How does Mobileye make money?

Steven Loeb · October 31, 2022 · Short URL:

The majority of revenue comes from selling its EyeQ SoCs to OEM customers through Tier 1 suppliers

A few years ago, it seemed like we were on the verge of an autonomous vehicle (AV) revolution. Companies like Tesla, Uber and Google were regularly testing the technology, even in residential streets, and we were promised that we'd soon be in a future where there'd be a slew of cars with nobody at the wheel.

That, of course, didn't happen. In fact, despite spending billions developing the technology, some believe we're still another 10 years away, at least, from achieving that vision.

In the meantime, there are plenty of companies still betting on it, including Mobileye, which is developing autonomous driving technologies and advanced driver-assistance systems (ADAS) including cameras, computer chips and software. The company, which was founded in 1999, was acquired by Intel in 2017 and went public again in October 2022.

The company, which has partnered with manufacturers such as BMW, Nissan and Volkswagen, has developed features such as the The EyeQ system-on-chip (SoC), which uses a camera sensor to provide features that include automatic emergency braking, adaptive cruise control, lane keeping assist, traffic jam assist, and forward collision warning.

The company also has its Road Experience Management (REM) a high-precision mapping system, which generates AV maps from crowd-sourced data; a redundant sensor fusion architecture called True Redundancy, which uses data streams from 360-surround view cameras, lidar, and radar for autonomous driving; and it Responsibility-Sensitive Safety (RSS) framework, which is used by international bodies that are currently developing standards with respect to the safety of autonomous vehicles.

As of July 2, 2022, the company's solutions had been installed in approximately 800 vehicle models and its our SoCs had been deployed in over 117 million vehicles. The company is actively working with more than 50 original equipment manufacturers (OEMs). 

"Our portfolio of solutions is built upon a comprehensive suite of purpose-built software and hardware technologies designed to provide the capabilities needed to make the future of ADAS and autonomous driving a reality. These technologies can be harnessed to deliver mission-critical capabilities at the edge and in the cloud, advancing the safety of road users, and revolutionizing the driving experience and the movement of people and goods globally," the company wrote in its S-1 filing with the SEC.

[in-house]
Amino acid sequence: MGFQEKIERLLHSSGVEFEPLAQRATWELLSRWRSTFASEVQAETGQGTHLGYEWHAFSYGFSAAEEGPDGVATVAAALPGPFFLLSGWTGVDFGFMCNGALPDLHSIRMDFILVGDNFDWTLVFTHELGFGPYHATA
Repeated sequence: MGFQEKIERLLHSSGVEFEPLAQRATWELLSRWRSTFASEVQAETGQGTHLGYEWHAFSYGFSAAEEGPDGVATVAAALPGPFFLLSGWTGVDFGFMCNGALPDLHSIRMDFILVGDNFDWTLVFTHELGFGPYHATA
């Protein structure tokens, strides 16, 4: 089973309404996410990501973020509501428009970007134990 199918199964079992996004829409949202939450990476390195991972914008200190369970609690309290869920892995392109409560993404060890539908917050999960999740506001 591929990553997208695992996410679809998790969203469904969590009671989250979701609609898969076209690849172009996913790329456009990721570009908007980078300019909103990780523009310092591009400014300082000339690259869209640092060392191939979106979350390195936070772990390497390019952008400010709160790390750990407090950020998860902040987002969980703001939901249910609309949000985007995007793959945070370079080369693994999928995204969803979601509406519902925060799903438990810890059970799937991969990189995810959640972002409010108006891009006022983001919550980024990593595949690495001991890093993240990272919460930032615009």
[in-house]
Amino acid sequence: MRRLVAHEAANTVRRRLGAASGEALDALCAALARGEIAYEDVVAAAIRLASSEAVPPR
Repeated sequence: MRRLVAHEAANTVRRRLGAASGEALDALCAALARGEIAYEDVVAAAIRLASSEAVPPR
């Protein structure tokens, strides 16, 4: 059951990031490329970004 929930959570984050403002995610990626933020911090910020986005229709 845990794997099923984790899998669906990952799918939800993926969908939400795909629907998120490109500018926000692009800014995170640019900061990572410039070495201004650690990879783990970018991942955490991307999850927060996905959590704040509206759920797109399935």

"We believe that our industry-leading technology platform, built upon over 20 years of research, development, data collection and validation, and purpose-built software and hardware design, gives us a differentiated ability to not only deliver excellent safety ratings and maintain a leadership position with our ADAS solutions, but also to make the mass deployment of autonomous driving solutions a reality."

The company makes almost all of its revenue currently from its commercially deployed ADAS solutions. That means selling its solutions to original equipment manufacturers (OEMs) through sales to Tier 1 automotive suppliers that implement its product into their vehicles, in which case the direct customer is the Tier 1 automotive supplier that is responsible for paying us for our products.

"Because of the complex nature of our products and the need to customize and validate a product and to integrate it into the OEM’s overall ADAS system, we also have strong direct relationships with the OEMs," the company explained. 

The majority of the company's revenue comes from sales of its EyeQ SoC, which represented approximately 94%, 93%, and 91% of its revenue for each of the years 2021, 2020 and 2019, respectively. 

In 2021, the company's revenue was $1.4 billion, up 43% from $967 million in 2020.

Mobileye went public on October 26, and saw its shares close up more than 37% in its debut, raising $861 million, and valuing it at $17 billion. 

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